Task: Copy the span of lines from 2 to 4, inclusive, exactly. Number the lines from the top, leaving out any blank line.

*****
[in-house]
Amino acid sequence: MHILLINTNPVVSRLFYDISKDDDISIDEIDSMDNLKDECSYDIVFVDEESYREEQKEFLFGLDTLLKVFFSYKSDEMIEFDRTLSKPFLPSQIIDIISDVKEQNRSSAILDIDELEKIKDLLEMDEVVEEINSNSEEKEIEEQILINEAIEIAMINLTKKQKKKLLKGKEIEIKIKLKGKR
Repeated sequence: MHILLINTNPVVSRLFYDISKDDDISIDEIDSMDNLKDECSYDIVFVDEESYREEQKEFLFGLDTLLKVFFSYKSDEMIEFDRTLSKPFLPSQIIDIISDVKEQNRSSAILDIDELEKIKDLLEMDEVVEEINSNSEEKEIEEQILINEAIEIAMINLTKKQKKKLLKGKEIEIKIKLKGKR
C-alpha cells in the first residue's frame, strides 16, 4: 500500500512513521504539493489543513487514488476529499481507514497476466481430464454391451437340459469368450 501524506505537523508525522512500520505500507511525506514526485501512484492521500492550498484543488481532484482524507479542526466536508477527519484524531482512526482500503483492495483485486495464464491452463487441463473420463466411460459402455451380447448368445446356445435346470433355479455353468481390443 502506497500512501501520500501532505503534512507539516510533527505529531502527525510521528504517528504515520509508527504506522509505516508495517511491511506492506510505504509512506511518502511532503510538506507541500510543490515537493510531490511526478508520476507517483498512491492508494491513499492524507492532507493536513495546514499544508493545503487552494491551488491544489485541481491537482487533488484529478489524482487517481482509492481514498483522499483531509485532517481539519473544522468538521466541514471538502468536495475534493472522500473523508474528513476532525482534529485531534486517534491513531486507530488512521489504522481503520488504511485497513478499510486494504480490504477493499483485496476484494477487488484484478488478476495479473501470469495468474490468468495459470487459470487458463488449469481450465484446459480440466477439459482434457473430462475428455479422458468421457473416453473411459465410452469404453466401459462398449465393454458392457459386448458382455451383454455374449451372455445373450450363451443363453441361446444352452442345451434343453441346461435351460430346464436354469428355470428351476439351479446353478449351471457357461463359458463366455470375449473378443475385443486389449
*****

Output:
Amino acid sequence: MHILLINTNPVVSRLFYDISKDDDISIDEIDSMDNLKDECSYDIVFVDEESYREEQKEFLFGLDTLLKVFFSYKSDEMIEFDRTLSKPFLPSQIIDIISDVKEQNRSSAILDIDELEKIKDLLEMDEVVEEINSNSEEKEIEEQILINEAIEIAMINLTKKQKKKLLKGKEIEIKIKLKGKR
Repeated sequence: MHILLINTNPVVSRLFYDISKDDDISIDEIDSMDNLKDECSYDIVFVDEESYREEQKEFLFGLDTLLKVFFSYKSDEMIEFDRTLSKPFLPSQIIDIISDVKEQNRSSAILDIDELEKIKDLLEMDEVVEEINSNSEEKEIEEQILINEAIEIAMINLTKKQKKKLLKGKEIEIKIKLKGKR
C-alpha cells in the first residue's frame, strides 16, 4: 500500500512513521504539493489543513487514488476529499481507514497476466481430464454391451437340459469368450 501524506505537523508525522512500520505500507511525506514526485501512484492521500492550498484543488481532484482524507479542526466536508477527519484524531482512526482500503483492495483485486495464464491452463487441463473420463466411460459402455451380447448368445446356445435346470433355479455353468481390443 502506497500512501501520500501532505503534512507539516510533527505529531502527525510521528504517528504515520509508527504506522509505516508495517511491511506492506510505504509512506511518502511532503510538506507541500510543490515537493510531490511526478508520476507517483498512491492508494491513499492524507492532507493536513495546514499544508493545503487552494491551488491544489485541481491537482487533488484529478489524482487517481482509492481514498483522499483531509485532517481539519473544522468538521466541514471538502468536495475534493472522500473523508474528513476532525482534529485531534486517534491513531486507530488512521489504522481503520488504511485497513478499510486494504480490504477493499483485496476484494477487488484484478488478476495479473501470469495468474490468468495459470487459470487458463488449469481450465484446459480440466477439459482434457473430462475428455479422458468421457473416453473411459465410452469404453466401459462398449465393454458392457459386448458382455451383454455374449451372455445373450450363451443363453441361446444352452442345451434343453441346461435351460430346464436354469428355470428351476439351479446353478449351471457357461463359458463366455470375449473378443475385443486389449